Artifacts show that ancient temples used donations

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NEW YORK — Making donations to support the local synagogue is nothing new — it happened more than 2,500 years ago.

While scholars have long believed that donations financed the building and maintenance of temples, a shard of pottery that has recently come to light provides the oldest physical evidence of this practice.

The pottery, which appears to be a receipt for a requested donation of three silver shekels for the upkeep of King Solomon's Temple, yields the oldest known mention of the First Temple outside the Bible.

It was found along with another artifact from the same period that records a widow's request for property.

It's a "major find," said P. Kyle McCarter of Johns Hopkins University.

How the relics were discovered remains a mystery, but McCarter believes they were found during a construction project in Jerusalem in the past few years. They were turned over to scholars by their current owner, the London collector Shlomo Moussaieff, who purchased them on the antiquities market.

While the exact vintage of the pottery is still in dispute, the pieces are believed to date from anywhere between the ninth and seventh centuries BCE.

In addition to providing additional proof of the Bible's historical authenticity, the artifacts help explain how people lived in biblical times.

"It certainly doesn't prove the Bible true. What it does is bring to life, in an exciting way, the reality of the times," said Hershel Shanks, editor of the Biblical Archaeology Review, which is publishing an article on the relics in its November/December issue.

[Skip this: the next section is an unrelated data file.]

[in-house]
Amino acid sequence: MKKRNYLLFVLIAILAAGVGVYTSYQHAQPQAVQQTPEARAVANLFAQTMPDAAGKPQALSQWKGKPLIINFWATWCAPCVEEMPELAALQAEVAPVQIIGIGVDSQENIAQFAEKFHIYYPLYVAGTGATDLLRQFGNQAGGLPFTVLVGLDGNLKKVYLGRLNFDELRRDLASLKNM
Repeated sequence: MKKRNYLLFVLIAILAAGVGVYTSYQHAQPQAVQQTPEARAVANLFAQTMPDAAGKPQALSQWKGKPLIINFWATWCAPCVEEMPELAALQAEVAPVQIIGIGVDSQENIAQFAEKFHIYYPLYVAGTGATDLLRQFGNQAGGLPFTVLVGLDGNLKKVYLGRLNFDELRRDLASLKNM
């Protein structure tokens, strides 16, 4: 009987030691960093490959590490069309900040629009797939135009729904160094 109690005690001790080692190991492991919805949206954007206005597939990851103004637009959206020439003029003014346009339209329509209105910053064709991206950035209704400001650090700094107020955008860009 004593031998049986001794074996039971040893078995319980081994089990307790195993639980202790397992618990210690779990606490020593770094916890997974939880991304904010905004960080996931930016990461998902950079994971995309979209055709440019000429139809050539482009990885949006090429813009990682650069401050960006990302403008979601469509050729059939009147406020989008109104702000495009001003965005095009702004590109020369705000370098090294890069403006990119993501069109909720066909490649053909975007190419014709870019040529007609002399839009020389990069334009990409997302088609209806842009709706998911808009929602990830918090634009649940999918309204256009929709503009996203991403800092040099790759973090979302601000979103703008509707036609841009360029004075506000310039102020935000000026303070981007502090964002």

"You just stand in awe of something so close to reality from 2,700, 2,800 years ago."

The second piece of pottery supports a notion mentioned in the Bible — that the king was a protector of widows and orphans.

That relic records a widow's petition for a gift that had been promised to her late husband.

In biblical times, women could not legally inherit property — or the promise of property. It went either to a male relative or back to the king, who would then decide what to do with it.

"What she is proposing is that since the land was a grant from the king, he has the right to give it to her," said Frank Moore Cross, a professor emeritus at Harvard University.

McCarter said the finding "sheds light on a legal situation and a social situation. We want to know about the king, and we want to know about the private lives of individuals."

Did the king grant the widow the property? Unfortunately, no one knows.

McCarter said it is possible that more than two pieces of pottery were found on the site, but no one knows where — or even if — those pieces exist.